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How useful are sources A to C in explaining why the United States became involved in the war in Vietnam?

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Introduction

How useful are sources A to C in explaining why the United States became involved in the war in Vietnam? In this essay I will assess the usefulness of sources A to C in determining the reasoning for American involvement in the Vietnamese war. Source A is reasonably useful in shoeing how the U.S government wanted the general public to view them and their reasoning for the country's actions in Vietnam. Although source A does not state to whom the speaker (President Linden Johnson) is addressing this information. However, the mere fact that it is Johnson speaking, influences the reader to assume that it an audience of the general public that he is talking to. The time upon which he gave this speech is also very significant, as it was April 1965, one month after major bombing operation "Rolling Thunder". This made the speech more significant as president Johnson was attempting to explain and justify the reasoning behind the major attacks that were taking place. ...read more.

Middle

This and other statements such as "I don't think it's worth fighting for. And I don't think we can get out," show that in may 1964 president Johnson was clearly against the war. Yet by the time of source A (approximately one year later) Johnson had ordered a mass "surgical" bombing of North Vietnam, named "Operation Rolling Thunder." Therefore by this point Johnson had either drastically altered his views on the war or had succumbed to the pressure of knowing how horrifically tainted the images of himself and his party would become if he ordered a mass withdrawal from Vietnam. It is safe to assume that the latter is correct, as Johnson talks about this pressure in source B saying "They'd bring a president down if he ran out wouldn't they?" This refers back to the reaction of the public and other politicians, which most likely be accusations of indecision towards his party (Democratic) on matters such as the involvement in Vietnam and the general "Containment" of communism. ...read more.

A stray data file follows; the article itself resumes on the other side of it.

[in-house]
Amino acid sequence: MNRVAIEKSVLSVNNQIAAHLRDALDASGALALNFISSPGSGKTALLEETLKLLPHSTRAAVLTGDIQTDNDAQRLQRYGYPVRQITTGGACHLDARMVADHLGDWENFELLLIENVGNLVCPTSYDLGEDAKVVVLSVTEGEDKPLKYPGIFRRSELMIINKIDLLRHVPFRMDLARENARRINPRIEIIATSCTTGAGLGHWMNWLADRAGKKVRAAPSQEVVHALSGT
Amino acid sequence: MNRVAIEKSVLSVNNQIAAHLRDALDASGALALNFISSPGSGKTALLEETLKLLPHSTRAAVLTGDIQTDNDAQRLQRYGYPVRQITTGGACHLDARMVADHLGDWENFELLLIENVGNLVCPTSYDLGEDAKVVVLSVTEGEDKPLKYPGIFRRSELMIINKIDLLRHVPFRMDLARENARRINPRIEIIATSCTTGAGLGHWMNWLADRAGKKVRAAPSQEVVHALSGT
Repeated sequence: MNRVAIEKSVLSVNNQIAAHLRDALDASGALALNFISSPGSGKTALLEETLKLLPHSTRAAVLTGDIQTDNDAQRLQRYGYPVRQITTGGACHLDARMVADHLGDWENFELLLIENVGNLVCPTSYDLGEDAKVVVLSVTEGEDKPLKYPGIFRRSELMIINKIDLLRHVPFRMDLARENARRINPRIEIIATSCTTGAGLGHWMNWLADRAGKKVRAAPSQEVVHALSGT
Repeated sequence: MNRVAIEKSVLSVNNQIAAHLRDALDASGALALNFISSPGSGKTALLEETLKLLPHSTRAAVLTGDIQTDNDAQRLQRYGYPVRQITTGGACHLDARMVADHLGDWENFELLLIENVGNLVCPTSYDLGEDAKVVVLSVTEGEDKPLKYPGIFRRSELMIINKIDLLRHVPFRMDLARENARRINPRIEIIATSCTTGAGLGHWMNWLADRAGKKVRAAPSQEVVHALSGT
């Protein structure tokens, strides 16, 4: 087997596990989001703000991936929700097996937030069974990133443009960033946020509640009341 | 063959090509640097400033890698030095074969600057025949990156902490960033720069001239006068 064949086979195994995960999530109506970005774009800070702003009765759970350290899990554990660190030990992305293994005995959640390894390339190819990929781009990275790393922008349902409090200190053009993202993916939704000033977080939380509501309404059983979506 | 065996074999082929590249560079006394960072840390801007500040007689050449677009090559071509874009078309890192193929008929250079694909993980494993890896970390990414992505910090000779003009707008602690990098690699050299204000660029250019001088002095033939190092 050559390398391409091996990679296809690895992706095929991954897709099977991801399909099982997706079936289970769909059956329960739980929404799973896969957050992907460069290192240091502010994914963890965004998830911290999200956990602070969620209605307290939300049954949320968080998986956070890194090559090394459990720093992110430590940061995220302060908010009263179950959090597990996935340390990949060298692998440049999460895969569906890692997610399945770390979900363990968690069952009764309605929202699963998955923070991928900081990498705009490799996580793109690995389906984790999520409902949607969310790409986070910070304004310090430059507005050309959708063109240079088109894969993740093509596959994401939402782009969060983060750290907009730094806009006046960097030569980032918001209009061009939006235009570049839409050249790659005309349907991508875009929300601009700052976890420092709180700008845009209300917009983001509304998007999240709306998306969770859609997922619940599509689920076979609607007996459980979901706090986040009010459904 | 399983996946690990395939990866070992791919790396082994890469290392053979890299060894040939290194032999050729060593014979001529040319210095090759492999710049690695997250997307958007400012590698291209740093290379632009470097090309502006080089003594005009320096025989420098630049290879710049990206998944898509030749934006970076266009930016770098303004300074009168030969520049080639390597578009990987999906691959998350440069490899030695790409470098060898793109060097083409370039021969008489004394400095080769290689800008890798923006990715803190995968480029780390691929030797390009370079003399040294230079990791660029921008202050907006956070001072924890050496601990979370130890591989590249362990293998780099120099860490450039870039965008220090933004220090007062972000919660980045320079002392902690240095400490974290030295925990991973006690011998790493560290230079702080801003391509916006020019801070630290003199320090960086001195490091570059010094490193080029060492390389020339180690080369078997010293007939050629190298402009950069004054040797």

Conclusion

All these things contributed to the mass destruction of the South Vietnamese farms and forestation. This happened in America's desperation to locate the rebel militia the Vietcong, and stop the use of guerrilla tactics against largely unaware U.S troops. However in attempting this the U.S forces damaged much of the Vietnamese agricultural lifestyle. And on occasion, American soldiers in frustration in their inability to locate the Vietcong would burn down whole villages at the nearest suspicion that they were helping the Vietcong. Later in source C Chomsky talks of how "The U.S did not want and independent Vietnam..." He is saying that America did not want to allow Vietnam to decide their own future, and they did not want Vietnam to slip out of their strong Capitalist grip or "orbit." To conclude, I believe that source A is the most useful in showing the reasons for U.S involvement. As it show all the pressures Johnson was under. The pressure to keep "promises" and the pressure to contain communism and prevent the domino theory, But most of all it shows the lie that he was forced to tell the public simply because it was what they wanted to hear. ...read more.

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